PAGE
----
Women tackle quest for charity
Courageous ladies raise thousands in annual adventure
Wild Women on The Run (WWOTR) have managed to raise over R200000 – their largest amount to date – for their chosen charities, African Angels and Busfare Babies.
The charities received equal share at a special handover ceremony last week Friday.
Starting out seven years ago aiming to get fit and give back to the community, the group comprises ordinary women, who do extraordinary things to raise funds ahead of the group’s annual trail run.
This event has 25 women tackling a 100km trail run along the Wild Coast over three days, with each WWOTR member having to fulfil minimum fundraising requirements in order to take part in the run.
This year, the route saw Wild Women runners make their way from Kobb Inn to the Anchorage Hotel along the coast.
Both of the charities we support are woman-owned and rely heavily on donations and fundraising efforts.
“When we started Wild Women, we just thought it would be a bunch of us running the Wild Coast on an epic adventure, but it has turned into so much more than that,” said WWOTR member, Lisa van Wyk.
“Both of the charities [we support] are woman-owned and rely heavily on donations and fundraising efforts. A big part of Wild Women is being able to give back, but it’s also about supporting and encouraging each other, and loving our bodies for what they can do, not what they look like.”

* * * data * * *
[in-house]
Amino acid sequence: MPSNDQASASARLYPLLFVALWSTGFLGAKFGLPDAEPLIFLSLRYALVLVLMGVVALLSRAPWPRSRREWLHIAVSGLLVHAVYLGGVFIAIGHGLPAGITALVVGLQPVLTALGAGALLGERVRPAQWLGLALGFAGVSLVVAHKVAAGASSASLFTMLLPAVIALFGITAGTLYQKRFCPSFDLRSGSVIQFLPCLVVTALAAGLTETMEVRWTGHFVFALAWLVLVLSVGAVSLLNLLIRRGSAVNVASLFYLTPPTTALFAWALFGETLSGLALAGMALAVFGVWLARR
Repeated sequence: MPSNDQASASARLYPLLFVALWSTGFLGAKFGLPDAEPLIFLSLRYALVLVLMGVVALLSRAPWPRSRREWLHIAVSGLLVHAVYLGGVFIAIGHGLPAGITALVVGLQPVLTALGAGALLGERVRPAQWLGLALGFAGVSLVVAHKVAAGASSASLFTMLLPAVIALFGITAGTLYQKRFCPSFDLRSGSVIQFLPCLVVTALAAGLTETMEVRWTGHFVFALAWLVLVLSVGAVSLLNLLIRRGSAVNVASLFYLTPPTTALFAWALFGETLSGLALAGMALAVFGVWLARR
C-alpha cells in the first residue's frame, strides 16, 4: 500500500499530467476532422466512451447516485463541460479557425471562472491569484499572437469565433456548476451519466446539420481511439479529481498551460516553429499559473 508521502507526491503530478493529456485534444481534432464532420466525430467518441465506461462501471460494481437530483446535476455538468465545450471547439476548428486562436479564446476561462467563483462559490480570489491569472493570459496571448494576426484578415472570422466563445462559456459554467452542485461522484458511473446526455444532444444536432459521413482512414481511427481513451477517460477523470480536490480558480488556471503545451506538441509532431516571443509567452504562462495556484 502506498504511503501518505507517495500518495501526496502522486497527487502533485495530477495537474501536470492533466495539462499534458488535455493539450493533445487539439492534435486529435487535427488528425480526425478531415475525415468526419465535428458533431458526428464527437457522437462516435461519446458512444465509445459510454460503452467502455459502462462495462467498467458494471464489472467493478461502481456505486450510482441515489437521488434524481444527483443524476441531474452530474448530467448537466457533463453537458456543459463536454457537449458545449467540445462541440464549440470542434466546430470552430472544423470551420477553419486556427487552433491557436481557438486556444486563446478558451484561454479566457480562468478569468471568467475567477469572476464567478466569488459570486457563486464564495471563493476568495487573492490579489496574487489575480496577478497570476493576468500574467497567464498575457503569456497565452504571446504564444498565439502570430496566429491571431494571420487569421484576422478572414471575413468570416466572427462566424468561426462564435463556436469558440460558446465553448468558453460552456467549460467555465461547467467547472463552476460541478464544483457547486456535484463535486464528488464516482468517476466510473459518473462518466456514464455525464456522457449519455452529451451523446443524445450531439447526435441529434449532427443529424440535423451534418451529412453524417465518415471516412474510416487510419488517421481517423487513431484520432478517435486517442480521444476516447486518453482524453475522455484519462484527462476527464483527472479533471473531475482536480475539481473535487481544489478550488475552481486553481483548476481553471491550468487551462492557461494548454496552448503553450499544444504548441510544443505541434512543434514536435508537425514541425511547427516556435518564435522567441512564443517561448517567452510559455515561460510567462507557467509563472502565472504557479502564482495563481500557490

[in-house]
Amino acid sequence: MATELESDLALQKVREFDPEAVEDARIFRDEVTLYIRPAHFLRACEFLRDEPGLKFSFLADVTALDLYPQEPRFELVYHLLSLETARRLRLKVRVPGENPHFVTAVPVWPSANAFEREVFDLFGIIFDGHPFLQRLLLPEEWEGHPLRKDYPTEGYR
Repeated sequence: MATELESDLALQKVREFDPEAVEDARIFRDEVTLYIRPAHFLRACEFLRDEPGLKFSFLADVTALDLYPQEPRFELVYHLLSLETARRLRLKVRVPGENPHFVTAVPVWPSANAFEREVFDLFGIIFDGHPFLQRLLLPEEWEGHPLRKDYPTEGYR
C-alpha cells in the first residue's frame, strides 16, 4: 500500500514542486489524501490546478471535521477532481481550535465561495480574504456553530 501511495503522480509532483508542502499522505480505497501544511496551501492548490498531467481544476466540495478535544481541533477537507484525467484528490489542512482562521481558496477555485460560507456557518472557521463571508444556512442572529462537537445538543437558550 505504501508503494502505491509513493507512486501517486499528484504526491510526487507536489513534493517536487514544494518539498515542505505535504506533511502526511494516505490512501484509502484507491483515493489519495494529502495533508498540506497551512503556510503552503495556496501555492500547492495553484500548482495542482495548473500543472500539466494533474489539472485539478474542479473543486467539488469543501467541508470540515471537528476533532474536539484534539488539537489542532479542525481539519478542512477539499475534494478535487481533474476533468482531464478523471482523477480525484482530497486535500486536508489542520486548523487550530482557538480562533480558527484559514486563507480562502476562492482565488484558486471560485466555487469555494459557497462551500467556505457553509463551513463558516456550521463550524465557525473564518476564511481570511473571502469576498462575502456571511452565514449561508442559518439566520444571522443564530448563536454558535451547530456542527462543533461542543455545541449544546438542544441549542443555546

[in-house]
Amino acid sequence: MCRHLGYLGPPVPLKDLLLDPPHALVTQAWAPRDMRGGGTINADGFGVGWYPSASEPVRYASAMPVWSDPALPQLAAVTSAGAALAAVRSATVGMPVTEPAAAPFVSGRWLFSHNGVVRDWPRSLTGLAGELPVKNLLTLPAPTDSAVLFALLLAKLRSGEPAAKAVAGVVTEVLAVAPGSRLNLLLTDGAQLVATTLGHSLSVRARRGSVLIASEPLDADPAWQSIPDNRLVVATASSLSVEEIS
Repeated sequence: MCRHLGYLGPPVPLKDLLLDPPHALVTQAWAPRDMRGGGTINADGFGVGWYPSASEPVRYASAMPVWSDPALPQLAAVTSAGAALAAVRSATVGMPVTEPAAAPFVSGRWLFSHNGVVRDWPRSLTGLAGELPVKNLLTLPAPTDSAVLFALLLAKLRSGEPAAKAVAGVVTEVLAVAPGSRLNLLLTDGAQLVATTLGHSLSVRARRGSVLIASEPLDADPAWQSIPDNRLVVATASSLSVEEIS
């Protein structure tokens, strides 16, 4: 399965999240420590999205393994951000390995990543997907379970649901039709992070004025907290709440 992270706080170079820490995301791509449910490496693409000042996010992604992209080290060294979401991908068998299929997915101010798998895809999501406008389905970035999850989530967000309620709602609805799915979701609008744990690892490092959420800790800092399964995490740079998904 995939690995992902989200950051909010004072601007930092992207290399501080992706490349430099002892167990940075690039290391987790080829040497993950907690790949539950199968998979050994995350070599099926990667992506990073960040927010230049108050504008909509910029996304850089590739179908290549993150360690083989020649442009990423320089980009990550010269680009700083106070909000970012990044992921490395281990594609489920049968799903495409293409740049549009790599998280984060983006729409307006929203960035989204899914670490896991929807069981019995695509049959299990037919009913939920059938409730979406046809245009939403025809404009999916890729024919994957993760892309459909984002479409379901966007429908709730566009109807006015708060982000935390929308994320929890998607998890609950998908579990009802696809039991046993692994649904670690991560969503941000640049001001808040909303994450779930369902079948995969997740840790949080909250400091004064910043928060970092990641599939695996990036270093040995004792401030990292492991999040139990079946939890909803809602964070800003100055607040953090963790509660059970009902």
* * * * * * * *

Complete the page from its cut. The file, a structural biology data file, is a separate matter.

This year, first time Wild Women member, Stacey Rossouw and third timer Robyn Spring managed to raise an impressive R50000 by starting a “40 days of Giving” campaign.
The initiative saw the two post their daily training routine on social media, getting friends and family to sponsor each day leading up to the run as well as the days over which the run took place. The two also had supporter shirts made, selling them to raise funds.
“This was my first Wild Women run and I was very nervous. The training was really tough. I started running, slowly and steadily following a weekly routine which included early morning runs at 4.30am and longer runs on the weekend. My running soon inspired my family to join. Now I am joined by my husband and 11-year-old son,” said Rossouw, a neurologist at Frere Hospital, who managed to juggle her demanding role and the duties of a Wild Woman with the support of her family.
Spring, a local OBGYN at a private practice, said that fitting in work, family, training and fundraising is challenging and requires a lot of commitment and dedication, but she has found a way to make it work.
“I train early in the morning so the impact of training on family time is minimised. Work is a challenge too at times, but somehow I manage to fit everything in,” said Spring, who runs to the Beacon Bay Life Hospital, from her Bunkers Hill home, in order to stay fit for the run and complete her ward rounds over weekends when she is on call. Adamant to participate in this year’s Wild Women event after relocating to Beijing last year, fellow Wild Woman and founding member, Lucille van der Merwe took to training along the Great Wall of China. Van der Merwe soon motivated good friend, Kate Godde to train with her and to fly back to SA to take part in the event. Together, they raised over R60000 from their overseas supporters.
A Wild Women calendar, conceptualised by founding member, Kim van Kets and fellow Wild Woman, Kerry-Lyn Honey, managed to raise over R30000 through sales. Since their inception, Wild Women on the Run have raised over R660000 for their chosen charities and have seen 58 women join in on the effort. — email@example.com